Operation Facebook[edit]

In August 2011, someone created an account on Twitter with the name OP_Facebook and announced the "Operation Facebook". According to the links on the post, Anonymous was going to take down Facebook on November 5, 2011.[171] The date "November 5" is believed to be attributed to the comics V for Vendetta, where the character "V" conducts his major plans every fifth of November in memory of Guy Fawkes. This operation isn't assuredly an Anonymous one. There was an earlier OpFacebook that was abandoned, and this current plan is a revival of the communication channels previously used.[172] The plan is contentious and does not appear to be supported by the majority of those who say they are part of Anonymous. Operation Facebook, against popular belief, never showed any signs of itself. Facebook continued to run after the supposed Operation Facebook was to begin. On that day, Anonymous tweeted that they never announced Operation Facebook and that this was some guy's idea of a joke.[173]

Operation BART[edit]

In August 2011, in response to Bay Area Rapid Transit's shutdown of cell phone service in an attempt to disconnect protesters from assembling in response to a police shooting, as well as the shooting itself, Anonymous sent out a mass email/fax bomb to BART personnel and organized multiple mass physical protests at the network's Civic Center station.[174] Anonymous also hacked the BART website, releasing the personal information of 102 BART police officers,[175] as well as account information for about 2,000 customers.[176]

Shooting Sheriffs Saturday[edit]

In an event dubbed "Shooting Sheriffs Saturday," Anonymous hacked 70 (mostly rural) law enforcement websites and released 10 GB of leaked information.[177] The name is likely a reference to the song "I Shot the Sheriff" by Bob Marley.

Support of Occupy Wall Street[edit]

Several contingents of Anonymous have given support to the Occupy Wall Street movement, with members attending local protests and blogs run by members covering the movement.[178][179][180]

Operation Syria[edit]

In early August, Anonymous hacked the Syrian Defense Ministry website and replaced it with a vector image of the pre-Ba'athist flag, a symbol of the pro-democracy movement in the country, as well as a message supporting the 2011 Syrian uprising and calling on members of the Syrian Army to defect to protect protesters.[181]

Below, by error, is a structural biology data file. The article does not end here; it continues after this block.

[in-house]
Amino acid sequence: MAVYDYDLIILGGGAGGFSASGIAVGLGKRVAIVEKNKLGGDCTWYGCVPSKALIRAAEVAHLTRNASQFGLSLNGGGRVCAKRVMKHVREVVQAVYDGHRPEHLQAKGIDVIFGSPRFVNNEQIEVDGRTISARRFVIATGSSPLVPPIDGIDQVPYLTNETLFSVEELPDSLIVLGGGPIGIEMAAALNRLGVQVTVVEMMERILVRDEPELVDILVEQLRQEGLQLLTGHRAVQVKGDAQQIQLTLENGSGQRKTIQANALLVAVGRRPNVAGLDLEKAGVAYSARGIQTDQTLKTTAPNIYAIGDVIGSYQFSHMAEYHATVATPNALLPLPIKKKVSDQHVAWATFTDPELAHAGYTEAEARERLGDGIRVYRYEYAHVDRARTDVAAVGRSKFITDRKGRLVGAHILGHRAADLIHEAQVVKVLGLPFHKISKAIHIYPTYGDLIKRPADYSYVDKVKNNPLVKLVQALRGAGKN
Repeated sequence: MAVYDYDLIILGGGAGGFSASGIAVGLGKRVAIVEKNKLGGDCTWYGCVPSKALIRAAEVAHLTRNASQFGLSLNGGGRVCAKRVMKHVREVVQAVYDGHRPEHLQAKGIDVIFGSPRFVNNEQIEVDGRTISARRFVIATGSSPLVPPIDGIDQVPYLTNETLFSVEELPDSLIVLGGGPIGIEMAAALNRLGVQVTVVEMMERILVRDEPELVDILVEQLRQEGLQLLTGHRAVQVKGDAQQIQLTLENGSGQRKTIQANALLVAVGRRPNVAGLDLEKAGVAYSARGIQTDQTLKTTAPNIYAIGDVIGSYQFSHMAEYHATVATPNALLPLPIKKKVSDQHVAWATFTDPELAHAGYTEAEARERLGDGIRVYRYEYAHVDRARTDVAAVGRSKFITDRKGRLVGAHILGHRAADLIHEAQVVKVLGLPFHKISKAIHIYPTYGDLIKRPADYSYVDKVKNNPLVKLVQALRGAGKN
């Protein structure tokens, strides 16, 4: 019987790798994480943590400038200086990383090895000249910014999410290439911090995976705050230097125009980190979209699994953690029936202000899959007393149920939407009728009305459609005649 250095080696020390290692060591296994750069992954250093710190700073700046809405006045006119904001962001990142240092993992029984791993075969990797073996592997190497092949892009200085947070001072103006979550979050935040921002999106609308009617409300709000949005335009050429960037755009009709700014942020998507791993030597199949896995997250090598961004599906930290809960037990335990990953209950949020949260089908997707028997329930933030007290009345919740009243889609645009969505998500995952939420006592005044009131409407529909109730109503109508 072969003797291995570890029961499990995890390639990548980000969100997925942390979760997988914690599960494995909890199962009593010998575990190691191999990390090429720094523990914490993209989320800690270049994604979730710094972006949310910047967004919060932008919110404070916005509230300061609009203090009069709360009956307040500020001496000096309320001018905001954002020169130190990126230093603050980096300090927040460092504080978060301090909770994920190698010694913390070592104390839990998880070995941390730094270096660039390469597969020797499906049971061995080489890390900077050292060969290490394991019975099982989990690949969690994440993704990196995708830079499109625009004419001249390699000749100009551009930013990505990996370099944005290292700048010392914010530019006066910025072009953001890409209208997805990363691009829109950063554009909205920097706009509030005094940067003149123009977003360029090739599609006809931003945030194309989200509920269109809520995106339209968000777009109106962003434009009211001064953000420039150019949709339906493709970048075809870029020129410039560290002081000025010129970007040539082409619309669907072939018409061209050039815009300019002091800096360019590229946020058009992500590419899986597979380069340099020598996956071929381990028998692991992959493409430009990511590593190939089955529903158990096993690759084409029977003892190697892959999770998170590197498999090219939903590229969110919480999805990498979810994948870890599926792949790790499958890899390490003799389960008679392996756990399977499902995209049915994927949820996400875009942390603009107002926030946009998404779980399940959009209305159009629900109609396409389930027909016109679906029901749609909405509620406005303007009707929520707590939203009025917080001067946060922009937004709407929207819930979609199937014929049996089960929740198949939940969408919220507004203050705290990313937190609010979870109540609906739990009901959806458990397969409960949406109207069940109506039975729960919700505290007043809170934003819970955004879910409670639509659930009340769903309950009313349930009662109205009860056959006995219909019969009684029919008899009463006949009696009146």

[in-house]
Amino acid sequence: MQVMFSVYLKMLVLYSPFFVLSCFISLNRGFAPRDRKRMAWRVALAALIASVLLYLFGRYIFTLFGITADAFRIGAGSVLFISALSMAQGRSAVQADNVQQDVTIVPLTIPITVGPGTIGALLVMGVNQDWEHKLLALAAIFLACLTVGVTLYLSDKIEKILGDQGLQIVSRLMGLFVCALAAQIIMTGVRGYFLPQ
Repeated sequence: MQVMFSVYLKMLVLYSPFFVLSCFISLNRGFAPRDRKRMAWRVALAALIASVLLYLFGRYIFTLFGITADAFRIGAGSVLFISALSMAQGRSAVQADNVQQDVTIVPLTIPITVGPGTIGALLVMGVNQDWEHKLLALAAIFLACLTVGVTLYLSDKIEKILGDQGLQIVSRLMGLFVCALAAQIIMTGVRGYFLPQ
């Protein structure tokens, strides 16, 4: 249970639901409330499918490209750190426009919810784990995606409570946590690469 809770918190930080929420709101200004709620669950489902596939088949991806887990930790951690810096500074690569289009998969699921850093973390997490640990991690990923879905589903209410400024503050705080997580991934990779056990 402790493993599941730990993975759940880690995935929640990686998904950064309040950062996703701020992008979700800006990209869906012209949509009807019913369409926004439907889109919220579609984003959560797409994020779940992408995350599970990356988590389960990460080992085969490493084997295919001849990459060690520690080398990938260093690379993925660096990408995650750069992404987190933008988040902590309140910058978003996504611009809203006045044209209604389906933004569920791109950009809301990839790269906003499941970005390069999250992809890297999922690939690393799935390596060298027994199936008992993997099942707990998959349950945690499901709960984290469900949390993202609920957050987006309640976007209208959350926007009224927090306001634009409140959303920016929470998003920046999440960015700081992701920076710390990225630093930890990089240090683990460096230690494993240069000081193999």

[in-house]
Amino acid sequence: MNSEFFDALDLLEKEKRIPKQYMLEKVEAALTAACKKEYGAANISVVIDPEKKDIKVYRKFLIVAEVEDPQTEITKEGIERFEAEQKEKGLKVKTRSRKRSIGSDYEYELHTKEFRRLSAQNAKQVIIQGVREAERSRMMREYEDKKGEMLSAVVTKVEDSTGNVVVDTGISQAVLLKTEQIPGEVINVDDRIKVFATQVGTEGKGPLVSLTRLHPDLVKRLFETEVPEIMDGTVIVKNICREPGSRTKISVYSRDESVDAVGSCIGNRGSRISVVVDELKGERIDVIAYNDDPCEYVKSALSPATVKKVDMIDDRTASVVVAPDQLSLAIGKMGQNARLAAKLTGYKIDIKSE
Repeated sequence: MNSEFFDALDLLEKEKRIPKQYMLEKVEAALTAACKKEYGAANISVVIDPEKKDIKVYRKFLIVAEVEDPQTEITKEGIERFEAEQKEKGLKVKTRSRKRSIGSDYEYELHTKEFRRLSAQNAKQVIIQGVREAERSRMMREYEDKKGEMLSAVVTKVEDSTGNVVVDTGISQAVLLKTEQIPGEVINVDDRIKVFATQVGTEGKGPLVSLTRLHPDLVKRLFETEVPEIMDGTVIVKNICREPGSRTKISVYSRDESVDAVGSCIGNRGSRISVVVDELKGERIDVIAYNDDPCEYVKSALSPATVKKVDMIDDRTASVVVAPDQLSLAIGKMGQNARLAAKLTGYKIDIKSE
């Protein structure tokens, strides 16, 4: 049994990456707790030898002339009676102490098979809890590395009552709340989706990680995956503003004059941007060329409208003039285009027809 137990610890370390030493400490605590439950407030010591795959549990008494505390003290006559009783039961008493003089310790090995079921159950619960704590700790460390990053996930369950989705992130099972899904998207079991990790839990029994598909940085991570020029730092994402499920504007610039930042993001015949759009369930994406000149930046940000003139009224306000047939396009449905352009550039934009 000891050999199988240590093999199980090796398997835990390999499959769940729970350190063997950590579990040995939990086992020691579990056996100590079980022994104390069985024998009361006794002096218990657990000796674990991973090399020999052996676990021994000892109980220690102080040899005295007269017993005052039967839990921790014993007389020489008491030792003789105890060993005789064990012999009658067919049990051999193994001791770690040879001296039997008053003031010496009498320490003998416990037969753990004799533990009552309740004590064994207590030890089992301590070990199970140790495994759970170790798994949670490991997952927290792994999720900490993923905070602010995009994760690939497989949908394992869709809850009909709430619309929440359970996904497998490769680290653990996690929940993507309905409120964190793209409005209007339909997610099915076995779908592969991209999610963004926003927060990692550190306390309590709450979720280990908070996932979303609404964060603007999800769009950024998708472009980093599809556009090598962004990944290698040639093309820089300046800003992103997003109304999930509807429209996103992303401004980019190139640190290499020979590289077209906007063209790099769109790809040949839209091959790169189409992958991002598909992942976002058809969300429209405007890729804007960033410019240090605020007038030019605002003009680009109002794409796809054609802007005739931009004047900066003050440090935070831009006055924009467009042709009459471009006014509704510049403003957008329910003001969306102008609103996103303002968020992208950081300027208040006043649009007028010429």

Operation DarkNet[edit]

In October 2011, the collective campaigned against child pornography protected by anonymous hosting techniques.[182] They temporarily DDoSed 40 child porn sites, published the usernames of over 1500 people frequenting one of those websites, and invited the U.S. Federal Bureau of Investigation and Interpol to follow up.[183]

Opposition to Los Zetas[edit]

On October 6, 2011, Anonymous released a video stating that Los Zetas had kidnapped one of the group's members, and threatened that unless the hostage was freed, they would publish personal information about members of the cartel and their collaborators in politics, police, military, and business, which might lead to their prosecution by Mexican authorities, or targeting by rival cartels. The website of Gustavo Rosario Torres, a former Tabasco state prosecutor, was subsequently defaced with a message suggesting his involvement with the organization.[184][185][186][187][188][189] Early November, Los Zetas reportedly freed the kidnapped victim without knowledge of its Anonymous affiliation, as announced on Anonymous Iberoamerica blog.[190][191] However, following widespread news coverage of the video, reporters did not find evidence of a previous Anonymous action matching the description given, and found little evidence of support among Anonymous members, particularly in Mexico.[192] Many blogs run by members of Anonymous also report on this.[180]

Operation Brotherhood Takedown[edit]

On November 7, 2011, Anonymous released a warning threat to the Muslim Brotherhood that they would take down major websites belonging to their organization.[193] On November 12 the Muslim Brotherhood released a statement detailing the extent of the attack and that four websites were temporarily taken down.[194] On November 12, 2011, another video was released claiming the attack would continue until November 18.[195]

John Pike incident[edit]

In response to the UC Davis pepper-spray incident, Anonymous released the personal information of John Pike, the officer that pepper-sprayed peaceful protestors.[196]

Attack on Stratfor[edit]

On December 24, claims were made that Anonymous stole thousands of e-mail addresses and credit card information from security firm Stratfor. Reportedly, Anonymous commented that this is because the data was unencrypted, however Anonymous put out a press-release stating "This hack is most definitely not the work of Anonymous".[197]

Operation Pharisee[edit]